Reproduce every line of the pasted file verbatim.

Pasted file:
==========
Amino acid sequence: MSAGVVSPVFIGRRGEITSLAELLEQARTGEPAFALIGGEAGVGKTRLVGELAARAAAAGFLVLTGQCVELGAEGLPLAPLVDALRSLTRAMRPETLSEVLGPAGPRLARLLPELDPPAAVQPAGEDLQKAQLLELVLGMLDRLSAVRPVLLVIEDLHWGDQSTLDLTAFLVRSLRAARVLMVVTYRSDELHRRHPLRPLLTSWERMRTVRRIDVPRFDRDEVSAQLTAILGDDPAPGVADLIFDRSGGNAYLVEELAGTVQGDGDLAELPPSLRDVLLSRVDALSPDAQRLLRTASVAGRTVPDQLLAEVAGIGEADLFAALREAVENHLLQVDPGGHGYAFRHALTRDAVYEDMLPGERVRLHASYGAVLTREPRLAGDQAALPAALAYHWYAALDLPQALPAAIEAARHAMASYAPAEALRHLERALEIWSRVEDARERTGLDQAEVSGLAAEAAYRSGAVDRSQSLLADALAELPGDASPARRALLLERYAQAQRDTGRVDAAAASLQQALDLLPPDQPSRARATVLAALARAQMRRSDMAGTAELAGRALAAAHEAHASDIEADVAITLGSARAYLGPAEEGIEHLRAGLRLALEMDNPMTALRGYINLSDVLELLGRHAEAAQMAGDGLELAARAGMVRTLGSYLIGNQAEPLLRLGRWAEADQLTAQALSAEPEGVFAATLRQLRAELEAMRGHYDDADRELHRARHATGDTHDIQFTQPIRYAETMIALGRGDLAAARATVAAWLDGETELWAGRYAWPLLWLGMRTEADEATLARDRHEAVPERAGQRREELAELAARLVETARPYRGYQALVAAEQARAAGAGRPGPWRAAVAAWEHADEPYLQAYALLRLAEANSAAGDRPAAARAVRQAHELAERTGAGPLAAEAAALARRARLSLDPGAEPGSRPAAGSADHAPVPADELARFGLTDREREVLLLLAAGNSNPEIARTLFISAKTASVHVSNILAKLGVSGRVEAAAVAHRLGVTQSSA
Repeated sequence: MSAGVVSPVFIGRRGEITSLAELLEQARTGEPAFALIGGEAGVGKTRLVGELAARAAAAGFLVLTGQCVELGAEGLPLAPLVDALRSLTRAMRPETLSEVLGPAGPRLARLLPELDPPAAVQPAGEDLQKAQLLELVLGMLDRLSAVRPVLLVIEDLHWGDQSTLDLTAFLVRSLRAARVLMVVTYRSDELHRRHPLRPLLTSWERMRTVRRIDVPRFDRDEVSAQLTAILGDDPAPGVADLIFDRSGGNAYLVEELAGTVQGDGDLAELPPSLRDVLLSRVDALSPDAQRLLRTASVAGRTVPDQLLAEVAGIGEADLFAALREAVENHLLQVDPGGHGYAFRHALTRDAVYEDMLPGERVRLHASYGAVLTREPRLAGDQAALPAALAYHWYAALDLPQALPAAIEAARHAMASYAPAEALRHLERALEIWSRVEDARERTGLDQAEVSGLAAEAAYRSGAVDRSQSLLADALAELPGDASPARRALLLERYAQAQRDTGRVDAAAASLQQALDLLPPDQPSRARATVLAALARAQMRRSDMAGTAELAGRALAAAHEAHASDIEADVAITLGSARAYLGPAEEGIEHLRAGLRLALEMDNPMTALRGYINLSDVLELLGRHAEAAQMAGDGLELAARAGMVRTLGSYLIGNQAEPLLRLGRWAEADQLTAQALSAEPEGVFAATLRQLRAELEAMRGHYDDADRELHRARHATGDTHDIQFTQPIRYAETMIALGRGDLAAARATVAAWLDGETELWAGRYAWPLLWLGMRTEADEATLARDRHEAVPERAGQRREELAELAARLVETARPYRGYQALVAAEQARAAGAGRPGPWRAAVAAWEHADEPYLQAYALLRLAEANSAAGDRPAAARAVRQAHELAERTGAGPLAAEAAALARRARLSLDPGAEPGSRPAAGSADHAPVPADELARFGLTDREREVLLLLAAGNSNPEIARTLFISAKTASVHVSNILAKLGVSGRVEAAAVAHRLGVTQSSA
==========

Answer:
Amino acid sequence: MSAGVVSPVFIGRRGEITSLAELLEQARTGEPAFALIGGEAGVGKTRLVGELAARAAAAGFLVLTGQCVELGAEGLPLAPLVDALRSLTRAMRPETLSEVLGPAGPRLARLLPELDPPAAVQPAGEDLQKAQLLELVLGMLDRLSAVRPVLLVIEDLHWGDQSTLDLTAFLVRSLRAARVLMVVTYRSDELHRRHPLRPLLTSWERMRTVRRIDVPRFDRDEVSAQLTAILGDDPAPGVADLIFDRSGGNAYLVEELAGTVQGDGDLAELPPSLRDVLLSRVDALSPDAQRLLRTASVAGRTVPDQLLAEVAGIGEADLFAALREAVENHLLQVDPGGHGYAFRHALTRDAVYEDMLPGERVRLHASYGAVLTREPRLAGDQAALPAALAYHWYAALDLPQALPAAIEAARHAMASYAPAEALRHLERALEIWSRVEDARERTGLDQAEVSGLAAEAAYRSGAVDRSQSLLADALAELPGDASPARRALLLERYAQAQRDTGRVDAAAASLQQALDLLPPDQPSRARATVLAALARAQMRRSDMAGTAELAGRALAAAHEAHASDIEADVAITLGSARAYLGPAEEGIEHLRAGLRLALEMDNPMTALRGYINLSDVLELLGRHAEAAQMAGDGLELAARAGMVRTLGSYLIGNQAEPLLRLGRWAEADQLTAQALSAEPEGVFAATLRQLRAELEAMRGHYDDADRELHRARHATGDTHDIQFTQPIRYAETMIALGRGDLAAARATVAAWLDGETELWAGRYAWPLLWLGMRTEADEATLARDRHEAVPERAGQRREELAELAARLVETARPYRGYQALVAAEQARAAGAGRPGPWRAAVAAWEHADEPYLQAYALLRLAEANSAAGDRPAAARAVRQAHELAERTGAGPLAAEAAALARRARLSLDPGAEPGSRPAAGSADHAPVPADELARFGLTDREREVLLLLAAGNSNPEIARTLFISAKTASVHVSNILAKLGVSGRVEAAAVAHRLGVTQSSA
Repeated sequence: MSAGVVSPVFIGRRGEITSLAELLEQARTGEPAFALIGGEAGVGKTRLVGELAARAAAAGFLVLTGQCVELGAEGLPLAPLVDALRSLTRAMRPETLSEVLGPAGPRLARLLPELDPPAAVQPAGEDLQKAQLLELVLGMLDRLSAVRPVLLVIEDLHWGDQSTLDLTAFLVRSLRAARVLMVVTYRSDELHRRHPLRPLLTSWERMRTVRRIDVPRFDRDEVSAQLTAILGDDPAPGVADLIFDRSGGNAYLVEELAGTVQGDGDLAELPPSLRDVLLSRVDALSPDAQRLLRTASVAGRTVPDQLLAEVAGIGEADLFAALREAVENHLLQVDPGGHGYAFRHALTRDAVYEDMLPGERVRLHASYGAVLTREPRLAGDQAALPAALAYHWYAALDLPQALPAAIEAARHAMASYAPAEALRHLERALEIWSRVEDARERTGLDQAEVSGLAAEAAYRSGAVDRSQSLLADALAELPGDASPARRALLLERYAQAQRDTGRVDAAAASLQQALDLLPPDQPSRARATVLAALARAQMRRSDMAGTAELAGRALAAAHEAHASDIEADVAITLGSARAYLGPAEEGIEHLRAGLRLALEMDNPMTALRGYINLSDVLELLGRHAEAAQMAGDGLELAARAGMVRTLGSYLIGNQAEPLLRLGRWAEADQLTAQALSAEPEGVFAATLRQLRAELEAMRGHYDDADRELHRARHATGDTHDIQFTQPIRYAETMIALGRGDLAAARATVAAWLDGETELWAGRYAWPLLWLGMRTEADEATLARDRHEAVPERAGQRREELAELAARLVETARPYRGYQALVAAEQARAAGAGRPGPWRAAVAAWEHADEPYLQAYALLRLAEANSAAGDRPAAARAVRQAHELAERTGAGPLAAEAAALARRARLSLDPGAEPGSRPAAGSADHAPVPADELARFGLTDREREVLLLLAAGNSNPEIARTLFISAKTASVHVSNILAKLGVSGRVEAAAVAHRLGVTQSSA